It translates to a growing number of armed citizens who are fighting back. Alarmed by reductions in police manpower by municipal officials responding to far left pressure to “defund” police ever since the 2020 death of George Floyd while being restrained by Minneapolis police, millions of Americans bought guns in 2020 and again last year. Many of those people were first-time buyers including some who, according to anecdotal information, never wanted guns in their homes. They have “re-discovered” the Second Amendment really isn’t about duck and deer hunting, after all.
While the right of self-defense is universally recognized by the legal system, every lethal force incident is investigated and there is no guarantee a person acting in self-defense will not be prosecuted—just ask Kyle Rittenhouse. His case, as reported earlier by AmmoLand News, did not simply put the teen on trial in Kenosha, Wisconsin last year, it also put the right of self-defense in the bull’s eye. Common sense prevailed.
Last year was the second-strongest year on record for background checks initiated with the federal National Instant Check System. More than 38.8 million NICS checks were started, and according to the National Shooting Sports Foundation, which “adjusts” the figures to determine how many actually involved a gun sale, more than 18 million firearms transactions were done in 2021.
Self-defense incidents are not just a 2022 phenomenon. Last month, in Bolivar, Tenn., an armed man attempted to rob a Domino’s pizza restaurant, but when he aimed a gun at the employees, one of those workers pulled his own gun and opened fire. The would-be robber was killed.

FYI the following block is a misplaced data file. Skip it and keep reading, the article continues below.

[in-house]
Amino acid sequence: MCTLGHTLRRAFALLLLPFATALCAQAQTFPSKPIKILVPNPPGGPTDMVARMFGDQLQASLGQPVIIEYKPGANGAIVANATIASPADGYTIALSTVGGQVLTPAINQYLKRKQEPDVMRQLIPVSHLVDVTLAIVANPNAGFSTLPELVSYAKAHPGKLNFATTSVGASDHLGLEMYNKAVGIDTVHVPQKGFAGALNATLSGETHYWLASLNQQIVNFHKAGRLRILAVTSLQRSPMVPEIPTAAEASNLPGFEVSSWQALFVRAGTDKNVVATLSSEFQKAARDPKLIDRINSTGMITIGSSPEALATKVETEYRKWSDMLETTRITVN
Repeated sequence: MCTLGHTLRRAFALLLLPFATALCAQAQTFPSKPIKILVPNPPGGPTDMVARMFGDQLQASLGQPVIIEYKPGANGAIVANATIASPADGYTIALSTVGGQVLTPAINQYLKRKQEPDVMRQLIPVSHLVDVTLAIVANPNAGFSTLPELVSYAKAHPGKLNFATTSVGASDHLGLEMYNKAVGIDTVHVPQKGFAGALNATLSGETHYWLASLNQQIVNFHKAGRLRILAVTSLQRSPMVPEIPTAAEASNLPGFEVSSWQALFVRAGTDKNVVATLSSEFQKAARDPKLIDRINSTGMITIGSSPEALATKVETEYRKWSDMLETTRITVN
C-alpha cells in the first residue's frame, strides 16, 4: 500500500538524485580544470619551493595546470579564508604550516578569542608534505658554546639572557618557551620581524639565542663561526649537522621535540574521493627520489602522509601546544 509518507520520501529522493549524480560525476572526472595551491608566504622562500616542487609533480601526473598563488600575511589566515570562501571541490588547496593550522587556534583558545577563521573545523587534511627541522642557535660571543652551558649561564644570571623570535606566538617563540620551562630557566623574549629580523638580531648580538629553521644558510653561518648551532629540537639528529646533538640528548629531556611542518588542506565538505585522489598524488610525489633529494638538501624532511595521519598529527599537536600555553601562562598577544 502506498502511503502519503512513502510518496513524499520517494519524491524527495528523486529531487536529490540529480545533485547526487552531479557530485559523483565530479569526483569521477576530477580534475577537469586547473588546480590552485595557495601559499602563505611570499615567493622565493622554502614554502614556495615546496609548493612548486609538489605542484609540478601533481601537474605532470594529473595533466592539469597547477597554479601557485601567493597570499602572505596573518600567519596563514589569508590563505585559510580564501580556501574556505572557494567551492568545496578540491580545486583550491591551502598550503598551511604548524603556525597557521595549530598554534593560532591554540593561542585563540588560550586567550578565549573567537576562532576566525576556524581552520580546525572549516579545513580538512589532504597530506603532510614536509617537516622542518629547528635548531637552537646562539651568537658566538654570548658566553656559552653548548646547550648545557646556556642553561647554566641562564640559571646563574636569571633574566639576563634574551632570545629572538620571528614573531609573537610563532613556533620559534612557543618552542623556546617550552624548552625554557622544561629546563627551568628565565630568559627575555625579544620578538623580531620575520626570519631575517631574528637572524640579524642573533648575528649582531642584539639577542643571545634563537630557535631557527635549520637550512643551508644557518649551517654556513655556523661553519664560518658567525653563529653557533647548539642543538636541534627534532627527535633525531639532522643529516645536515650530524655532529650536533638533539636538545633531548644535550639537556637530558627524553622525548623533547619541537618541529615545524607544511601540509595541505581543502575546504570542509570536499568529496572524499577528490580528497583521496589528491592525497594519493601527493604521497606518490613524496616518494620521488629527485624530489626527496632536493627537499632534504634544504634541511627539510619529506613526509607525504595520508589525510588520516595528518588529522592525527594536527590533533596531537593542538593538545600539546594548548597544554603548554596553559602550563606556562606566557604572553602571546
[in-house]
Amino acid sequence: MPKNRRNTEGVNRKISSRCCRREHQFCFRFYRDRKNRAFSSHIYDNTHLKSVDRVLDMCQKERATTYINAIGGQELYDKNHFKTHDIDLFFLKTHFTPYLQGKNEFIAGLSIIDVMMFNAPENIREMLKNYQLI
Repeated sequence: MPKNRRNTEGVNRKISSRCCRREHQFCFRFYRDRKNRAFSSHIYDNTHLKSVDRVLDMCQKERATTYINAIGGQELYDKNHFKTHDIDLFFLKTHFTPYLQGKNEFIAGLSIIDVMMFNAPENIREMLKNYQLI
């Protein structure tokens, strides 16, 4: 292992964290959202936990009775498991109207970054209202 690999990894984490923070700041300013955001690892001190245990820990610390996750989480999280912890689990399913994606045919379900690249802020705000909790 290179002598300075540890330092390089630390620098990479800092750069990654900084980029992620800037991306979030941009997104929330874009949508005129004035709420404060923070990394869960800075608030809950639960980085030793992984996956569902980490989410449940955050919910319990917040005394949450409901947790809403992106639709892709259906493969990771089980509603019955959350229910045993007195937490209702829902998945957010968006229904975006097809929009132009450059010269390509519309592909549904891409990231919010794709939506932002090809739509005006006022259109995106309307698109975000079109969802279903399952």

It should not be considered a rash overreaction to open fire on someone committing an armed robbery, carjacking or other potentially deadly crime, especially in the wake of a case like the one in East Harlem, where a 19-year-old Burger King cashier was brutally murdered after actually handing a robber $100 in cash. According to the New York Post, Kristal Bayron-Nieves had only worked at the restaurant for three weeks.
CCRKBA’s Gottlieb was infuriated when he learned that nearly 100 murder suspects had been released from Cook County, Illinois jails and put on electronic home monitoring, even while Chicago’s streets continue to run red with the blood of murder victims. Last year, Cook County—which encompasses Chicago—racked up more than 1,000 homicides, including the more than 800 in the Windy City.
“This is absolutely nuts,” Gottlieb declared.
He went on to observe, “Now that this outrage (in Cook County) has been exposed, nobody should ever again question why any good citizen living in Cook County would want to have a gun for personal protection. The two cases of citizens fighting back in Philadelphia with legally-carried handguns illustrate the need for guns in private hands. If good guys can win in Philly, they can also win in Chicago and Cook County.”
And that applies to anywhere else armed criminals might presume they can get prey upon others. It appears that, at least in some places, America is still fighting back.
About Dave Workman